Rowan James, a United Line Technician based in Atlanta, has been at United since 1986. He was born and raised in Antigua and Barbuda but in 1978 came to the U.S., where he attended and graduated from Aviation High School in Queens, New York.
“I was always curious about airplanes,” he says. “How could they glide through the air when they are so much heavier than cars? What propelled them through the air? I always wanted to know more. That’s why I picked Aviation High School to start my journey.”
One year after graduating with his powerplant license, Rowan went on to pursue his airframe license at the Spartan School of Aeronautics in Tulsa, Oklahoma. He then began his career at United, and he welcomed his son, Jeremy James, into the world not long after joining the airline. Today, 27-year-old Jeremy is a United Boeing 767/757 First Officer based in Washington, D.C.—and it’s safe to say his passion for aviation started with his father.
“Ever since I was a little kid, I wanted to be a pilot,” Jeremy says. “People who knew me always said how much I would talk about sitting up in the flight deck one day. These dreams, plus my dad working at United, gave me fuel to pursue a job at the same company.”
As a child, Jeremy would always fly United with his family, and the young “avgeek” would ask to see the flight deck whenever he got a chance. Aside from his passion for aviation, he also gives his father credit for instilling a strong work ethic in him. “My dad taught me to work hard and do a good job,” he says, “no matter how big or small a task is.”
That attitude helped Jeremy excel at Middle Georgia State University, where he received his bachelor’s degree in aviation science and management while also earning all of his flight ratings and certificates. “I was a flight instructor there for a year before heading to Republic Airways for four years,” he recalls. “Soon after, I had the opportunity to work for United.”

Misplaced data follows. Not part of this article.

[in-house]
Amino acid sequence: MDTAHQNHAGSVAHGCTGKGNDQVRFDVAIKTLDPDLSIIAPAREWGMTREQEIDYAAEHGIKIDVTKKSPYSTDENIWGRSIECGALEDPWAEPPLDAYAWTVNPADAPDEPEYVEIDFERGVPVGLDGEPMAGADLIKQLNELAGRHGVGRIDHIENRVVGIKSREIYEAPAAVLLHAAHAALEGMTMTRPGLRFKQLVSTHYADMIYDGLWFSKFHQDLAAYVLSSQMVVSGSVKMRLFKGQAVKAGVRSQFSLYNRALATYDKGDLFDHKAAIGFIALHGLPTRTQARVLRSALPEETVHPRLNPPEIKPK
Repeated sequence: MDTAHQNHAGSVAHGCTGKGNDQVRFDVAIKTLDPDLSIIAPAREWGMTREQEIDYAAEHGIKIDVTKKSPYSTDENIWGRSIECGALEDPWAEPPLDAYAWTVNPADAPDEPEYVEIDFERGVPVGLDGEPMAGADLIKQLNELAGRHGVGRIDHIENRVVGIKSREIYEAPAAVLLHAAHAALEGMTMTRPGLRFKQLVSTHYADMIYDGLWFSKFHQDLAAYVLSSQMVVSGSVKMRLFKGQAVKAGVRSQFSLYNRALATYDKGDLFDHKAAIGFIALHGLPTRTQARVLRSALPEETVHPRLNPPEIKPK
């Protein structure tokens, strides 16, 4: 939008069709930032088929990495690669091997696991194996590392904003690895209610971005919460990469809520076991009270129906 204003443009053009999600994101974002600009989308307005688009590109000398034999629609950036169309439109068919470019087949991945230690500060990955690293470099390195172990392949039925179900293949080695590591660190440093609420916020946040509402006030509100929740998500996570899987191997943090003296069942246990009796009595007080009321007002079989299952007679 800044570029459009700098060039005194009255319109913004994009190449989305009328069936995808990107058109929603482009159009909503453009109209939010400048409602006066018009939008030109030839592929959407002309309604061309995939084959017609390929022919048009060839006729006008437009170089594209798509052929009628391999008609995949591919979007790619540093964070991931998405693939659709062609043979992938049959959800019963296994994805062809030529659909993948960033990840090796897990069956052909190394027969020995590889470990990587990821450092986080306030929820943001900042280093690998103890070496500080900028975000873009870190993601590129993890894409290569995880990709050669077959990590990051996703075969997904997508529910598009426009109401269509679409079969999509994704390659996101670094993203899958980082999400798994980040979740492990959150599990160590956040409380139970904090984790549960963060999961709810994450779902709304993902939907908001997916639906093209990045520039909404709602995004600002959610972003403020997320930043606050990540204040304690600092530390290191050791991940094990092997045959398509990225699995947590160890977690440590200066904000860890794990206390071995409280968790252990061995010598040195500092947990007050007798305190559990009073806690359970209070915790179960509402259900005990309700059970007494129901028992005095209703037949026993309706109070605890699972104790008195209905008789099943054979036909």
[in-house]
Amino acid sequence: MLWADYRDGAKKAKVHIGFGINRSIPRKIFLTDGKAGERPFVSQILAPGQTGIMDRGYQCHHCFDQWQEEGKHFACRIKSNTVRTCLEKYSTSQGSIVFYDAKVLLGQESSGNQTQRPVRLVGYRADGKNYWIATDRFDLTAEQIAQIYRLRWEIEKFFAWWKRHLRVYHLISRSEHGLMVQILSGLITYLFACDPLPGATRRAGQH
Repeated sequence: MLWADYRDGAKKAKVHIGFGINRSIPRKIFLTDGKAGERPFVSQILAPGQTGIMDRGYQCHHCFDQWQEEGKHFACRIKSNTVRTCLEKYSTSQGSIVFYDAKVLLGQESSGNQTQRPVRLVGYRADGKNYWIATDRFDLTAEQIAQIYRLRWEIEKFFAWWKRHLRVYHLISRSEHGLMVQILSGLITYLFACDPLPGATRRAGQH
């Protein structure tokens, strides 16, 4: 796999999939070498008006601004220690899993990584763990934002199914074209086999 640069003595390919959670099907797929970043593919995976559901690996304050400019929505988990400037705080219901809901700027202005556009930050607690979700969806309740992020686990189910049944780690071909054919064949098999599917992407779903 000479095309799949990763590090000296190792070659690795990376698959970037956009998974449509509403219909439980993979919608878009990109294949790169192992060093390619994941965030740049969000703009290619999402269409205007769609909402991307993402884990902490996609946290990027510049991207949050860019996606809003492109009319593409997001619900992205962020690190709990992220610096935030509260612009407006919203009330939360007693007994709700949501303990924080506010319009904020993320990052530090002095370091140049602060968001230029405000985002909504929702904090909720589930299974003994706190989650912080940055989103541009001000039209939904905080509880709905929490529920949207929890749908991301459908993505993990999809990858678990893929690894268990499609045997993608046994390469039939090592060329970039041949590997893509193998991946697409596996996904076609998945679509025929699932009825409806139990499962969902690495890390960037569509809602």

That opportunity didn’t come about by chance; working alongside his father had always been Jeremy’s goal. He wanted to continue Rowan’s legacy in aviation at United, and nearly 37 years after his father’s start date at the airline, Jeremy began his career as a United pilot last September.
“I think it’s very special that I work for the same company as my dad,” Jeremy says. “It’s something my family always talked about, and we always knew it was a possibility—but not guaranteed. It’s nice to have someone, especially a family member, that knows the company on your level.”
As Jeremy continues his career at United, he makes a point to appreciate every moment, knowing that not everyone is granted the chance to be a pilot. “Even though my dad and I don’t have the same role at United, I learned a lot from him about mechanics and how they perform their duties, which will better help me perform mine,” he says. “I deeply respect the larger operation because of what my father taught me.”
Today, Jeremy says he is constantly being recognized at United bases by mechanics, gate agents, and ramp employees who have previously worked with his father. “They all say the same thing to me: How proud my dad is of me.”